by Ken Nopar, VP-Senior Philanthropic Advisor

Fortunately, more families will celebrate the holidays together this year than last, though some will still have to celebrate remotely using video conferencing. Though Zoom was better than nothing last year, getting together in person will enable families to have more meaningful conversations about their charitable planning this year and beyond.

The pandemic and other events caused some donors and their families to reconsider which causes and charities to support over the past few years. Fortunately, during these times of great need, AEF donors responded generously and recommended 30% more grant dollars in 2020 over 2019, and nearly 50% more this year than last.

Some families or individual family members may wish to donate to the same organizations that they have always supported, while others have already changed direction and supported new causes or charities, adjusted the amounts they granted out to their usual grantees, or intend to make additional changes going forward. Though there may be differences between family members, philanthropy can often help to keep them united.

Usually, families want to have this discussion themselves, but it may be beneficial to include a trusted family advisor who has knowledge of the financial, legal, or tax aspects of charitable giving. There have been many tax law changes that impact charitable giving in recent years and this year is no different, so talking with advisors before or during the family gathering since may be very helpful.

Because of the challenges family members and society have faced this year and last, this year’s charitable planning conversation may be more important and relevant than ever before. This can be the ideal opportunity to engage children or grandchildren who have not previously been interested.

Some questions that AEF donors may want to include in this year’s conversation include:

  1. What is the history of philanthropy in our family?
  2. Why is philanthropy important to each of us? What is our motivation for giving?
  3. How involved do we want to be with our giving? Should we volunteer, serve on a board, go on site visits, attend conferences, collaborate with other donors, or just send in donations?
  4. Which causes and charities are most important to each of us, and why?
  5. Are there causes and charities that we have supported in the past that are no longer as relevant? Are there any new ones we should support?
  6. Which past donations have provided us with the greatest satisfaction or regret?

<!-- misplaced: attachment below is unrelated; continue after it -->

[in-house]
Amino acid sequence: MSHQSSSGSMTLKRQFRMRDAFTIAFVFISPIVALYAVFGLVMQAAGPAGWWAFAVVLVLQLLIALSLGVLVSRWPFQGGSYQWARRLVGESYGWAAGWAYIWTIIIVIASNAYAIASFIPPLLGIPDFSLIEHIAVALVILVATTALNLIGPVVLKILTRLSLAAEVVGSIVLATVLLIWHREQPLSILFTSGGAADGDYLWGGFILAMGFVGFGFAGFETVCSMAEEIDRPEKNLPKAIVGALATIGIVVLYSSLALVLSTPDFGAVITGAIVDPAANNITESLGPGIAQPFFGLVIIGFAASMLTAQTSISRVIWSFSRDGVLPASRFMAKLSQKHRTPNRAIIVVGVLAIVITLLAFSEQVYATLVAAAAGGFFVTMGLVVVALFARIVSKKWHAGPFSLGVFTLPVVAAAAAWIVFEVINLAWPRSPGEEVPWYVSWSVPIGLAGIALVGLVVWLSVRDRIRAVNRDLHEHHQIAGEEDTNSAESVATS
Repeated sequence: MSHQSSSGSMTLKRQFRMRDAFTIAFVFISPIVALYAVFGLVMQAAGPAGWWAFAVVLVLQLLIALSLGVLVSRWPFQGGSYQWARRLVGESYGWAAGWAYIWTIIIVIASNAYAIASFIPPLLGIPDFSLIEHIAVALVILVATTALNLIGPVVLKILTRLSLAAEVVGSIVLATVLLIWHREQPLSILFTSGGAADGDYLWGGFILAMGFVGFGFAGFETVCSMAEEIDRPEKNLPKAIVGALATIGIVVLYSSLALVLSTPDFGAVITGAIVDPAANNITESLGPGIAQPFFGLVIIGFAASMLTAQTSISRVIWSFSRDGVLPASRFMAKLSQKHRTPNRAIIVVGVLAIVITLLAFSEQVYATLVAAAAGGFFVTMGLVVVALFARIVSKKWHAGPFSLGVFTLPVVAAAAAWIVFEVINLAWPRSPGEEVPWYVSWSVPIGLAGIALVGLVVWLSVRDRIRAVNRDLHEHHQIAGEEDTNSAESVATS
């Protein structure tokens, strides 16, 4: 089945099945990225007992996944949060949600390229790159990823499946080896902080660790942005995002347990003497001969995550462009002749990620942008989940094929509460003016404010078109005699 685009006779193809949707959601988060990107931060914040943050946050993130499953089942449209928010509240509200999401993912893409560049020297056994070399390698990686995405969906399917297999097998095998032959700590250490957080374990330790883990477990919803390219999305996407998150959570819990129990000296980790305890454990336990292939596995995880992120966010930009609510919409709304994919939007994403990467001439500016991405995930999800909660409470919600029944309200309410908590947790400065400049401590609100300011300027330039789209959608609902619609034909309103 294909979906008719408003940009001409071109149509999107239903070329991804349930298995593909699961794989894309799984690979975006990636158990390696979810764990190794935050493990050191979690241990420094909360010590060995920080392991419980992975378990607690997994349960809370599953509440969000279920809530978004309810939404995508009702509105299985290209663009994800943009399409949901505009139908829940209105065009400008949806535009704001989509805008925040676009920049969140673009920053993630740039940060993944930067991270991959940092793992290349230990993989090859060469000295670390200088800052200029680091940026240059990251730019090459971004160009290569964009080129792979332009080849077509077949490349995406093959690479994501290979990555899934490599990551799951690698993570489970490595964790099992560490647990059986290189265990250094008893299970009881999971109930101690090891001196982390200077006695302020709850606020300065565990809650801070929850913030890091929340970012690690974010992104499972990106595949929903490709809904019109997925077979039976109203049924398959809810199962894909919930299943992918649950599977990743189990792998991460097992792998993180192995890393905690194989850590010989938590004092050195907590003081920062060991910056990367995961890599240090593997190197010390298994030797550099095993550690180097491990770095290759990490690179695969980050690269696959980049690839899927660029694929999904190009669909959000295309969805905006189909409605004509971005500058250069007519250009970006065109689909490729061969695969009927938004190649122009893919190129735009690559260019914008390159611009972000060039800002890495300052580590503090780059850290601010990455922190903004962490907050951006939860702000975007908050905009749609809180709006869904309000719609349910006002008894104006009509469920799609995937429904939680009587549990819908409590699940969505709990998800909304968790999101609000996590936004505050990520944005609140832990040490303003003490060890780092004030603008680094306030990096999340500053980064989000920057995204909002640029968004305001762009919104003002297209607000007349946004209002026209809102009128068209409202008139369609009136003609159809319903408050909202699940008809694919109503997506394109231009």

7. Should we have one charitable mission and donate as a group, or is it OK to give separately?
  8. Do we want the bulk of our giving to be in the near future, throughout our lifetimes, or for generations to come? Has this year changed our timeline?
  9. Who wants to be involved, now and later? Who will be in charge of family giving in the future?
  10. Do we want to support many or few charities, large or small ones?
  11. Do we want to be public or private with our giving?
  12. Should we plan and manage our giving ourselves, or would it be helpful to bring in charitable giving experts to help?
  13. Should we change the amount we donate this year? If we’ve already given this year, should we give again and how much? Does the growth of our investments or success in our business enable us to give more this year?
  14. Have we talked with our financial and tax advisors so we get the maximum tax benefits? Is everyone fully aware of the advantages of donating assets other than cash?
  15. Are there particular assets (real estate, family company’s stock, collections) that we own that nobody will want in the future that can be sold or donated to a charity or donor-advised fund account? Can that be used as the basis for our giving in the future?
  16. Does the family have any charitable vehicles currently, and are there any challenges with them? Are there simpler and less expensive options such as donor-advised funds?
  17. Are there any charitable beneficiaries named in the estate plan? Shall we include some? Is a charitable legacy important to us?
  18. Should we donate the Required Minimum Distributions from our IRA to charity? Should we name the donor advised fund as the charitable beneficiary of the IRA at death instead of the children to avoid the significant taxes that would need to be paid?
  19. What concerns does anyone have about our charitable giving?
  20. What has been and will be the impact of our giving? How can we evaluate this impact?

It’s always beneficial to have these conversations regularly with the family. Advisors can be very helpful in helping families plan, perhaps not necessarily where to give, but how, when, and how much to give.

And though it is already late in the year, making grant recommendations as early as possible is very important. Many families have shifted their grant making to spring, summer, or early fall since charities need their donations throughout the year. The challenges many individuals and charities face remain substantial, yet the opportunities for philanthropic families to make a difference are great as well.

Ken Nopar is AEF’s VP and Senior Philanthropic Advisor. He can be contacted at